Design and Optimization of Heterogeneous Networks
thesisposted on 01.08.2019 by Shanyu Zhou
In order to distinguish essays and pre-prints from academic theses, we have a separate category. These are often much longer text based documents than a paper.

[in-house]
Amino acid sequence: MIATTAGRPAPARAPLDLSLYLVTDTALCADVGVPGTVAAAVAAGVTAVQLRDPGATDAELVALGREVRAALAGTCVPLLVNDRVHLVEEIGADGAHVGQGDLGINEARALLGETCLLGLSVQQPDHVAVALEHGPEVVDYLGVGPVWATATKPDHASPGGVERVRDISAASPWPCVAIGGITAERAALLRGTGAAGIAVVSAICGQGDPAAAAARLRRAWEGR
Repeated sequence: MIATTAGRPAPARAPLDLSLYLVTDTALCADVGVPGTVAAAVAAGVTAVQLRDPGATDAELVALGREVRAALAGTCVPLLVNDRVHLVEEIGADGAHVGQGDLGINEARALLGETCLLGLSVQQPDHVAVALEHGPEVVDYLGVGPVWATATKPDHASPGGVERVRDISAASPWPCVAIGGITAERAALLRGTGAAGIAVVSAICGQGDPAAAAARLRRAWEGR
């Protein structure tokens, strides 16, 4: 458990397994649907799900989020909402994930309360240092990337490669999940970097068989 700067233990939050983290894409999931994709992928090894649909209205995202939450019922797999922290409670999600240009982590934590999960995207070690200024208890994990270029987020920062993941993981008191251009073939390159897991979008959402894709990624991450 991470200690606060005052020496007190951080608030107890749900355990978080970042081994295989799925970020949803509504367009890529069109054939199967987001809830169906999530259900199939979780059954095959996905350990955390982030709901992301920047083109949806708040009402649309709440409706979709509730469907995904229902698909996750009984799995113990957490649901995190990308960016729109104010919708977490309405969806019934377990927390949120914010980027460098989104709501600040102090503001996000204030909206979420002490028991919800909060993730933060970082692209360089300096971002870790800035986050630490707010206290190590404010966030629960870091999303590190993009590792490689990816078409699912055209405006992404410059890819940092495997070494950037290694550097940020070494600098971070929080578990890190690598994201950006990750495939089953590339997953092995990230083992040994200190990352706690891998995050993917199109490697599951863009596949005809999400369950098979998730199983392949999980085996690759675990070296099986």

The motto of Internetting everything, everywhere, all the time is becoming reality thanks to the increasing number and diversity of devices with Internet connectivity such as smartphones, tablets, wearable devices, and connected vehicles. However, existing resource allocation and optimization mechanisms do not address the full range of challenges, specifically heterogeneity due to the diverse and dynamic nature of these devices. The goal of this thesis is to develop new networking mechanisms that make better use of available resources by taking into account the heterogeneity. We first focus on transportation systems of heterogeneously connected vehicles, where not all vehicles are able to communicate due to equipment limitation, privacy and security concerns, and lossy communication channels. We develop (i) a connectivity-aware traffic phase scheduling algorithm that increases the average number of vehicles that are allowed to pass the intersection, and (ii) a shortest routing algorithm with minimum traveling delay between two points in a transportation network. Then we consider a wireless network where an arbitrary number of heterogeneous queues (per-flow and FIFO queues) with arbitrary number of flows share the same wireless medium. We develop a resource allocation scheme; dFC, and a stochastic flow control and scheduling algorithm; qFC, that significantly improve the throughput of the wireless network, as compared to the well-known queue-based flow control and max-weight scheduling. Furthermore, we consider a cellular network with heterogeneous priority traffic (foreground vs background) for Internet of Things. We develop in-network traffic controller for low priority background traffic that quickly yields to foreground traffic when the network is congested, and quickly recaptures spare capacity when it becomes lightly loaded. Lastly, we focus on distributed computing systems with hard deadlines where a computation intensive task is divided into sub-tasks and allocated to heterogeneous helper devices. We explore the benefit of (n,k) MDS coded computation over uncoded computation and develop optimal k that maximizes the probability of meeting the deadline.